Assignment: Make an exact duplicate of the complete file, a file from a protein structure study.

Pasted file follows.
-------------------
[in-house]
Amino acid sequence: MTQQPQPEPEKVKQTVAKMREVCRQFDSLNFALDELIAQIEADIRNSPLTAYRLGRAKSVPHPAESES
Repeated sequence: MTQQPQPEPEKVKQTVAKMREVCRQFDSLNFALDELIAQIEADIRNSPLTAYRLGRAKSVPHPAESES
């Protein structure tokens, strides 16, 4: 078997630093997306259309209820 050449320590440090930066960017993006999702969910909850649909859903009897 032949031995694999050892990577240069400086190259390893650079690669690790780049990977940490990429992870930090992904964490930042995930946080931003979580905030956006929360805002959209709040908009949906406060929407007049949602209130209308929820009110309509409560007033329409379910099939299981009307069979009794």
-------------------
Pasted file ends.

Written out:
[in-house]
Amino acid sequence: MTQQPQPEPEKVKQTVAKMREVCRQFDSLNFALDELIAQIEADIRNSPLTAYRLGRAKSVPHPAESES
Repeated sequence: MTQQPQPEPEKVKQTVAKMREVCRQFDSLNFALDELIAQIEADIRNSPLTAYRLGRAKSVPHPAESES
């Protein structure tokens, strides 16, 4: 078997630093997306259309209820 050449320590440090930066960017993006999702969910909850649909859903009897 032949031995694999050892990577240069400086190259390893650079690669690790780049990977940490990429992870930090992904964490930042995930946080931003979580905030956006929360805002959209709040908009949906406060929407007049949602209130209308929820009110309509409560007033329409379910099939299981009307069979009794």